Report warns of geographical divide in secondary school access
A child's chances of attending a high-performing secondary school depend heavily on where they live, according to a study.
It suggests that there is a growing geographical divide in England in terms of whether a youngster has access to a secondary where pupils make good progress in their education.
The Education Policy Institute (EPI) research argues that access to such schools became more unequal between 2010 and 2015, despite government policies aimed at boosting school standards.
Former Lib Dem education minister and EPI chairman David Laws said the findings were "shocking" and argued that more needs to be done to deal with the issue.
The study defines "high-performing" secondary schools as those in the top third in terms of the progress pupils make, rather than exam results or Ofsted judgments.
It concludes access to these schools is good in areas such as London, and parts of the South, but poor in areas such as the North East, Yorkshire and the Humber and parts of the Midlands.
It goes on to calculate that of the 20 local authorities with the biggest increases in density of high-performing school places between 2010 and 2015, 16 were in the capital, including Harrow, Hillingdon and Brent. Those outside London in this list include Poole and Stockport.
In comparison, of the 20 areas with the largest decreases in high-performing places, none were in London. They include Blackburn, Derby, Wirral, Warrington and Dudley.
Mr Laws said: "It is shocking to see that over recent years the access to high quality secondary school places in England has become even more unequal. In one fifth of local areas, children cannot access quality secondary school places. Government rhetoric about spreading opportunity is not being matched by experience in areas such as the North, North East and parts of the Midlands."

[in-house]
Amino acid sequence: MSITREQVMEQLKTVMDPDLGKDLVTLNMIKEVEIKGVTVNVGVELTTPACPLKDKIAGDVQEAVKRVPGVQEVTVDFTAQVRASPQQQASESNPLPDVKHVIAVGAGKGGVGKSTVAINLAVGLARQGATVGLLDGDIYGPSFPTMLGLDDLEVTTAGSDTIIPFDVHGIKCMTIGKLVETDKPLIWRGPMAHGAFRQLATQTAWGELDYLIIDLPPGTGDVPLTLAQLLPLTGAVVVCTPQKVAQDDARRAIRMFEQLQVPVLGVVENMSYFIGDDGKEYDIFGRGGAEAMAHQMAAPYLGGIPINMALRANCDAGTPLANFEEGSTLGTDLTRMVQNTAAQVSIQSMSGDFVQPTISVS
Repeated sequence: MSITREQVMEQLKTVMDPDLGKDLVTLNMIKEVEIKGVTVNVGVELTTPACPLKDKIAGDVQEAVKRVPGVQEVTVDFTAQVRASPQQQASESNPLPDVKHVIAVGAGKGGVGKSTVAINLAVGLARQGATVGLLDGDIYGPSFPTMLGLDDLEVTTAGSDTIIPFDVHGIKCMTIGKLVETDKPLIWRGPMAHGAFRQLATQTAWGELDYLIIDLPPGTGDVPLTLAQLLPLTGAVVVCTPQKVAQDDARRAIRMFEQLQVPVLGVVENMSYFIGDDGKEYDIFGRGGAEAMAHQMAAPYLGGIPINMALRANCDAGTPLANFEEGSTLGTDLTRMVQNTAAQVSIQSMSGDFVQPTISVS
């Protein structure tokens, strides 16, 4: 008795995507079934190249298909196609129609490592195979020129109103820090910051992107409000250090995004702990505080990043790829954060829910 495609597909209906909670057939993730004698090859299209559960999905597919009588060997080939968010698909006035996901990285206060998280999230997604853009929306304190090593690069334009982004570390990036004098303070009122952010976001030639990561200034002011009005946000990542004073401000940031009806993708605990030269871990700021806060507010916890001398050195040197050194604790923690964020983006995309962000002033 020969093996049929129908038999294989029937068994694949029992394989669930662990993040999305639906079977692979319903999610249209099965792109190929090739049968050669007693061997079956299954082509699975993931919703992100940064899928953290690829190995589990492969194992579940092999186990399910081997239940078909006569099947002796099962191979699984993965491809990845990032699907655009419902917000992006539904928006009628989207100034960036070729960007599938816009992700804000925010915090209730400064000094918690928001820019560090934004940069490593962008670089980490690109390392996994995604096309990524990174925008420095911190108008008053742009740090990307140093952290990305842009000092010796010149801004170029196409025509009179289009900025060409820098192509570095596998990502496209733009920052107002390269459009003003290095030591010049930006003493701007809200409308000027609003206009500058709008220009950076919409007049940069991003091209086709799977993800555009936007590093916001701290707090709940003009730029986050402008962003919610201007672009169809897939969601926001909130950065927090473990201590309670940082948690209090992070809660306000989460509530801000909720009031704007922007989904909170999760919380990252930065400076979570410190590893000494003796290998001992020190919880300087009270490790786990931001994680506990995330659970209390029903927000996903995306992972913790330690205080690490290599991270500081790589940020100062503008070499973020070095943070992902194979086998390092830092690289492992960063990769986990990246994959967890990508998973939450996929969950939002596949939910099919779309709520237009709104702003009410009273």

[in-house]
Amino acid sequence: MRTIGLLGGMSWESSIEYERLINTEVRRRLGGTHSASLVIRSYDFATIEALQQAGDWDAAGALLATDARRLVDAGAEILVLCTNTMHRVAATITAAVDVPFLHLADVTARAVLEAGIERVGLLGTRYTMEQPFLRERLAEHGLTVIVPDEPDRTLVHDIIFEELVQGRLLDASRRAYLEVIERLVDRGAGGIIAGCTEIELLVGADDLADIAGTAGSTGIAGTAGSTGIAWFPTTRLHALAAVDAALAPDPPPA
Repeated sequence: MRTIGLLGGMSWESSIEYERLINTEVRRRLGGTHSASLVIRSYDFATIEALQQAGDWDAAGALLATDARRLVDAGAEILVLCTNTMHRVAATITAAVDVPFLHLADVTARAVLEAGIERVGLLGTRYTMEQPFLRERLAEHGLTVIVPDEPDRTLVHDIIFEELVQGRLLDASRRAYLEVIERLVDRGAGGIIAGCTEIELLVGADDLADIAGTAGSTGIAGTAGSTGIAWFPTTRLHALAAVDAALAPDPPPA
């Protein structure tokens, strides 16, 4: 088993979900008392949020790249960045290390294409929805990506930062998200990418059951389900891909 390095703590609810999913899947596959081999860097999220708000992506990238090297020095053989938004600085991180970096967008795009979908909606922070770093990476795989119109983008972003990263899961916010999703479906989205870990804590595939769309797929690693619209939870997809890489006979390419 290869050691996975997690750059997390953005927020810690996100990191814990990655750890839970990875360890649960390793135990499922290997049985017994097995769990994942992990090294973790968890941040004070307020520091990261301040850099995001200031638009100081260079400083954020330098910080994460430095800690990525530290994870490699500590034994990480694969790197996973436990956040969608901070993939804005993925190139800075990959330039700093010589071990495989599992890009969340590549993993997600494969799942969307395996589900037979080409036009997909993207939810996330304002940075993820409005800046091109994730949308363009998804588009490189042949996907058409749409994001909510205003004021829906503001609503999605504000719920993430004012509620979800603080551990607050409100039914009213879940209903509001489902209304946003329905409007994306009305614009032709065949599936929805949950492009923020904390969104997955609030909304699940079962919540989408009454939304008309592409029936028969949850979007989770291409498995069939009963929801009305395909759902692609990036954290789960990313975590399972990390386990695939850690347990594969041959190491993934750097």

Geoff Barton, general secretary of the Association of School and College Leaders, said: "We need to remind ourselves that nearly 80% of England's secondary schools are now judged good or outstanding by Ofsted, and that there are many good and outstanding schools in every region. That said, there is clearly more work to be done to raise standards further, particularly in schools and in areas facing the greatest challenges, to ensure every child has access to an excellent education wherever they live."
A Department for Education spokesman said: "Academic standards are rising in our primary and secondary schools thanks to our reforms and the hard work of teachers. Nine out of 10 schools are now rated good or outstanding and there are now 1.9 million more pupils in schools rated good or outstanding than in 2010.
"As the Education Secretary said earlier this month when launching our plan to boost social mobility, we want to make sure opportunities are spread evenly across the country."
Richard Watts, chairman of the Local Government Association's children and young people board, said: "Ninety-one per cent of maintained schools are now rated as either outstanding or good, which is a great achievement that must now be acknowledged by central government.
"Councils must now be recognised as improvement partners, and be allowed to help all schools improve where necessary, including academies and free schools."